How to Scan for Stocks

Choosing among thousands of stocks requires you to scan for specific qualities.

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With tens of thousands of stocks to choose from, you have to narrow down your investment choices. The internet offers a number of stock screeners that can help you find stocks that meet specific criteria that matter to you. From that pool of stocks, you can choose the ones that best meet your investment needs. This ability to focus on stocks with the attributes you're looking for helps you become a better-informed investor.

Step 1

Select an online stock screening service. Several websites offer these services at no cost. Even the paid services offer a free trial. Find reviews of the most popular stock-scanning programs at the Swing Trade Stocks website.

Step 2

Examine the preset screens. You will find preset screens that search for value stocks, growth stocks, stocks of small companies or large companies and out-of-favor stocks. Decide if any of these meet your criteria. For example, if you want to search for stocks that currently have a low price-to-earning ratio, a preset screen may offer you a list of these.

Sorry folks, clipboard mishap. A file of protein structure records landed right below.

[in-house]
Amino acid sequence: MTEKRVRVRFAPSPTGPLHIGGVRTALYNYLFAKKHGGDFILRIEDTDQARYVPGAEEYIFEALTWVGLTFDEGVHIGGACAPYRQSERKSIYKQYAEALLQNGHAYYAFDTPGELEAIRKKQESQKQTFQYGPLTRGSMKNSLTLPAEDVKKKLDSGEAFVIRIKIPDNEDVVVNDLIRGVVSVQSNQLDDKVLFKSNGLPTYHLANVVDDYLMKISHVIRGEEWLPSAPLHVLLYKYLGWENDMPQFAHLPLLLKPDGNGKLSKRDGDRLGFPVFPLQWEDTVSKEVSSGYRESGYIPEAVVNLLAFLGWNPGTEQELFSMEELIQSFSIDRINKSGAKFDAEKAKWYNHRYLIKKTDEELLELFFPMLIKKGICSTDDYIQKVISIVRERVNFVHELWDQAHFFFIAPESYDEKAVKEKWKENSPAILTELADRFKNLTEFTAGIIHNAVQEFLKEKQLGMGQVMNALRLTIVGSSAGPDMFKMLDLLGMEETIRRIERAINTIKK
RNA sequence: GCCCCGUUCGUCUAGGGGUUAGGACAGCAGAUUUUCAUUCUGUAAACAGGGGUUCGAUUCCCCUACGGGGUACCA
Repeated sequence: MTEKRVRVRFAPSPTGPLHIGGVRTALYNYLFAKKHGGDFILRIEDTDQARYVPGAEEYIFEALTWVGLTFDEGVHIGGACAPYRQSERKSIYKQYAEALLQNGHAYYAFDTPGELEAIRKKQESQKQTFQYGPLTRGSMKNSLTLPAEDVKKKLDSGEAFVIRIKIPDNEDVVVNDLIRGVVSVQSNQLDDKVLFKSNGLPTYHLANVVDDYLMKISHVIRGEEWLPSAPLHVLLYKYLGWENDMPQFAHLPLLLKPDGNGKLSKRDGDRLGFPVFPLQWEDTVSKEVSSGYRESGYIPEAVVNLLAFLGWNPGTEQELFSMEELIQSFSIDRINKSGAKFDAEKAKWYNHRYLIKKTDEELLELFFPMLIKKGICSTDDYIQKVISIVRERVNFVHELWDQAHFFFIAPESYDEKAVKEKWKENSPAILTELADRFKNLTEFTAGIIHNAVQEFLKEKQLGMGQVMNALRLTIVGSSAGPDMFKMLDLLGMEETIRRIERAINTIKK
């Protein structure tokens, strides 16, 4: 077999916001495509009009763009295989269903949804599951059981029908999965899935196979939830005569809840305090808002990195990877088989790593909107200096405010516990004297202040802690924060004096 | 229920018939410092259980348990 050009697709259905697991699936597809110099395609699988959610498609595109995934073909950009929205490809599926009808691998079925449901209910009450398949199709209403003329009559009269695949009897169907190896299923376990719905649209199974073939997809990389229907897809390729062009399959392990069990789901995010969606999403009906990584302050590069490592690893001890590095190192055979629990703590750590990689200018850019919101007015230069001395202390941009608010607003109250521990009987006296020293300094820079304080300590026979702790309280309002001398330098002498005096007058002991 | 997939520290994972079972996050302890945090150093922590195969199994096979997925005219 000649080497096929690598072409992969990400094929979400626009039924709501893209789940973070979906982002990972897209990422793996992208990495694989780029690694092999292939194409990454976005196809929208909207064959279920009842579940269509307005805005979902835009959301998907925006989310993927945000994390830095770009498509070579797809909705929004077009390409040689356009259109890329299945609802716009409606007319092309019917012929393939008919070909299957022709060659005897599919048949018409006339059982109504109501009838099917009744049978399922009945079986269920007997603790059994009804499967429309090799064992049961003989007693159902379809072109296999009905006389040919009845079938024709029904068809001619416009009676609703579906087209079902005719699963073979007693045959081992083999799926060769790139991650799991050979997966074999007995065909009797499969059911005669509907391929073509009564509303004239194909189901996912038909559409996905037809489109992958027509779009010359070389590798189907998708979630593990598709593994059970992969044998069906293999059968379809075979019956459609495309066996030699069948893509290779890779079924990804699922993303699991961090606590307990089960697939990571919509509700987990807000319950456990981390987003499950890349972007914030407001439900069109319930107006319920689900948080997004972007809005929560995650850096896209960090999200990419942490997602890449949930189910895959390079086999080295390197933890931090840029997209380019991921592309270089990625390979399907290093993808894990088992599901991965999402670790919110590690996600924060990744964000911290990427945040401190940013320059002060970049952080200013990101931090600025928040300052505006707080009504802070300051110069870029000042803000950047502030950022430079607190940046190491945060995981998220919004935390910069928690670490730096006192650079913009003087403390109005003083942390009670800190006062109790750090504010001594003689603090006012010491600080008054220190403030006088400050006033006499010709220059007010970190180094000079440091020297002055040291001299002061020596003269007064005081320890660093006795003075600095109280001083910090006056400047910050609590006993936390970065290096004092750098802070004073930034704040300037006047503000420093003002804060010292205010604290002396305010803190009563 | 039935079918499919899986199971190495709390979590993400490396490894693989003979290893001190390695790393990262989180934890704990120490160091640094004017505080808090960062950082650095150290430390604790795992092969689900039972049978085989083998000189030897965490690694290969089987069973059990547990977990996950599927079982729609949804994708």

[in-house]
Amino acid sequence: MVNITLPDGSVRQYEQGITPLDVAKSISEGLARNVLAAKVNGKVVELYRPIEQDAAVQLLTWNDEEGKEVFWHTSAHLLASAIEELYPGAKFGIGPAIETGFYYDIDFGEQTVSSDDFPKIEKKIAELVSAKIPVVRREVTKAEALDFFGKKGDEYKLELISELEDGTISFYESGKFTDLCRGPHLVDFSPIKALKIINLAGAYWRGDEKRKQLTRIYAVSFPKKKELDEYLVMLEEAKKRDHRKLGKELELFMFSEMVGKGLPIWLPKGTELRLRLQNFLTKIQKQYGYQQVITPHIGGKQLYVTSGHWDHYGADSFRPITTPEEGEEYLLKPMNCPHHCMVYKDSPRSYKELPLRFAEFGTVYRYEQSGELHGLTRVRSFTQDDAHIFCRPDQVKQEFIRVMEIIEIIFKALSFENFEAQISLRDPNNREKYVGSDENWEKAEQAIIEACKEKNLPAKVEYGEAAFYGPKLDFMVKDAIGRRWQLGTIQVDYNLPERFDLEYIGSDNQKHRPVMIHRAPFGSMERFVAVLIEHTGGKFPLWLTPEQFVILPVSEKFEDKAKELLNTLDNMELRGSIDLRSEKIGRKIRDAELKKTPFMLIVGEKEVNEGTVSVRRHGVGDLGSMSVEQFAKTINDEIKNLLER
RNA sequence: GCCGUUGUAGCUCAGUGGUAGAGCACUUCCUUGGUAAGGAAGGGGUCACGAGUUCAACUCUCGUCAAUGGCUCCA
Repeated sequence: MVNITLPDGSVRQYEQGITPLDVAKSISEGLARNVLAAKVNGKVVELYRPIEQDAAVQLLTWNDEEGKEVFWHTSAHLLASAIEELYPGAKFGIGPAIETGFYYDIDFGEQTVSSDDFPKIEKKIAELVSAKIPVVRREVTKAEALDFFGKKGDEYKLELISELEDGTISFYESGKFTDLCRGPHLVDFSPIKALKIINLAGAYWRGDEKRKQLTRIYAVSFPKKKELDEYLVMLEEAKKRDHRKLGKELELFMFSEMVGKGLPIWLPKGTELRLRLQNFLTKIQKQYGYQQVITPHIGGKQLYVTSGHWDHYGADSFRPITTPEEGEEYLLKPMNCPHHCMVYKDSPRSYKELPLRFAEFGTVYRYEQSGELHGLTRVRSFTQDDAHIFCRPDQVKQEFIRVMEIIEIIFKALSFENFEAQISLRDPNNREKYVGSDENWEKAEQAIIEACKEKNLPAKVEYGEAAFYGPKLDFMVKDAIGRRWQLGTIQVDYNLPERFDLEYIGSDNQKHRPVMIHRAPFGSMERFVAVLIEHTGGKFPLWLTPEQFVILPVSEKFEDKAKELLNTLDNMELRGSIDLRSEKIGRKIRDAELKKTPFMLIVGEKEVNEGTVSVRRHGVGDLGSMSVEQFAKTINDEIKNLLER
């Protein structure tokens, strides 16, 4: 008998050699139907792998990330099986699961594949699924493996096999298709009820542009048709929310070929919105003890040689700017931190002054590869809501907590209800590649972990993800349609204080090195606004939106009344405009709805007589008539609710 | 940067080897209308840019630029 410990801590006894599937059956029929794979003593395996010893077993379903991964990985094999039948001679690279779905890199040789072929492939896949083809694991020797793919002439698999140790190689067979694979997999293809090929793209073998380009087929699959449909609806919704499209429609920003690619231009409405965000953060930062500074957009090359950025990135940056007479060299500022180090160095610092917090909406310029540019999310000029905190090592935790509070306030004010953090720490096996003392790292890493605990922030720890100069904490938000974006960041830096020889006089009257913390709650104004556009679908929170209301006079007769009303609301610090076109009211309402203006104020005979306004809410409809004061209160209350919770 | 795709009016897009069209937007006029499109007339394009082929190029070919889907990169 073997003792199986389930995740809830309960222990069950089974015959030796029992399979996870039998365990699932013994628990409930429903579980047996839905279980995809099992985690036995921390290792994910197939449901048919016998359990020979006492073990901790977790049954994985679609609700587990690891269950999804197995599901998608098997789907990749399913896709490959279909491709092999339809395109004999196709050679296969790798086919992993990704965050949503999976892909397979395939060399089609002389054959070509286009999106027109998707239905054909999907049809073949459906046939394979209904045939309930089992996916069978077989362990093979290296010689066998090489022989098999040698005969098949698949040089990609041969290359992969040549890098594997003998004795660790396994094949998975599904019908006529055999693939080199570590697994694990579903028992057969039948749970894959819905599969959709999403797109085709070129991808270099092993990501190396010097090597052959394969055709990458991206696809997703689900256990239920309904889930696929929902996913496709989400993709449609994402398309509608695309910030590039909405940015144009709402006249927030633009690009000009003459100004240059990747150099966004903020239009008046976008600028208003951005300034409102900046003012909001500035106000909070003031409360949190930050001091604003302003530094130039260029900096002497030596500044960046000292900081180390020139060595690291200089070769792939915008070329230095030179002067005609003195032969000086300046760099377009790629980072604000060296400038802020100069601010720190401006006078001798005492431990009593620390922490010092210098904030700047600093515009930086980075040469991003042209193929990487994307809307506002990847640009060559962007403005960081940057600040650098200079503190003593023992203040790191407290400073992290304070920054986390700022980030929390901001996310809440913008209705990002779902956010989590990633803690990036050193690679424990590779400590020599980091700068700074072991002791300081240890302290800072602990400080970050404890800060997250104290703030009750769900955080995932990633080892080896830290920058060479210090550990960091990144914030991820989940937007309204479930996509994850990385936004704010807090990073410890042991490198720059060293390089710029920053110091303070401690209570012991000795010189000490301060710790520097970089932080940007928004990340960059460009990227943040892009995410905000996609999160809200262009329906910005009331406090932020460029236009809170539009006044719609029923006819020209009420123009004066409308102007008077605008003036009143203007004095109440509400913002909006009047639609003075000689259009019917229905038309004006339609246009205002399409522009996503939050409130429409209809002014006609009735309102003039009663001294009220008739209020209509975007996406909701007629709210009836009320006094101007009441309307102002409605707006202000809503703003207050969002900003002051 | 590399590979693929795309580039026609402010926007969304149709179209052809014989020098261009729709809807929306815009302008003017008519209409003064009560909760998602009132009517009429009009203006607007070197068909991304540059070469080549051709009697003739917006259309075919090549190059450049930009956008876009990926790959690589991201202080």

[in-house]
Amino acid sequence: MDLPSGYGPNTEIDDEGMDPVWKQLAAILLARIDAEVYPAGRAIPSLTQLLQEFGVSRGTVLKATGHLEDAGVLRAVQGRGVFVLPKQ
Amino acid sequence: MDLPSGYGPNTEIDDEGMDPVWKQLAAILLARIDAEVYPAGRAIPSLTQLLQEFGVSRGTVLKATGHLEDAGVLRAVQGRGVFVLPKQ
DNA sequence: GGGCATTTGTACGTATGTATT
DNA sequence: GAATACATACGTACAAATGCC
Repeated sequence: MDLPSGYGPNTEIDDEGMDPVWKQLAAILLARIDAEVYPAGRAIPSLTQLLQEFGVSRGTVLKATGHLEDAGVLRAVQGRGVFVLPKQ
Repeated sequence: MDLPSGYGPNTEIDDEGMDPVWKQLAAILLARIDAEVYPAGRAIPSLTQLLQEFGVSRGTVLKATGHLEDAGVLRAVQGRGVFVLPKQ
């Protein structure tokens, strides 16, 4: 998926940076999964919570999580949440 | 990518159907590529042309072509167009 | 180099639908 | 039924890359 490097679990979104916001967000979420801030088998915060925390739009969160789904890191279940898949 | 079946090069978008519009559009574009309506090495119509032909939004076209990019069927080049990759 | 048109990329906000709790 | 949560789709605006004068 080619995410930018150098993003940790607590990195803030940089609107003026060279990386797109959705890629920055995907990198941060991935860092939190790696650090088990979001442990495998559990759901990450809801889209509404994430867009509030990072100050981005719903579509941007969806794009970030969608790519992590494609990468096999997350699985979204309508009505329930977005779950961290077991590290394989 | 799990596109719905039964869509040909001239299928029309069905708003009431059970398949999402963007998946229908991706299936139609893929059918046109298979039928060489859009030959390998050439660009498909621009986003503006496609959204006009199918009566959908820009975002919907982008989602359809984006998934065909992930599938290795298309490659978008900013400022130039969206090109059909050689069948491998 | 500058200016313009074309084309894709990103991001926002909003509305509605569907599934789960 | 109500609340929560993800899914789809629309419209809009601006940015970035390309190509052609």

Step 3

Create a custom scan. Enter your criteria in the search fields provided on the blank stock-scanning screen. You can search for stocks with the highest-paying dividends. You can look for stocks that have reached 52-week highs or 52-week lows. Some scanners allow you to look for stocks that have experienced exceptionally high volumes of trading or exceptionally low volumes. The number of options depends on the scanning service you use. Many scanners allow you to simply click these options, while others ask you to enter your criteria. For example, you may find a drop-down window that lets you choose "highest" or "lowest" for trading volume.

Step 4

Narrow your choices. When you have a list of stocks that meet your criteria, reduce the number you will consider by adding other criteria. For example, if you scanned for stocks paying the highest dividends, you could eliminate those that have less than five years of data, opting instead for mature companies.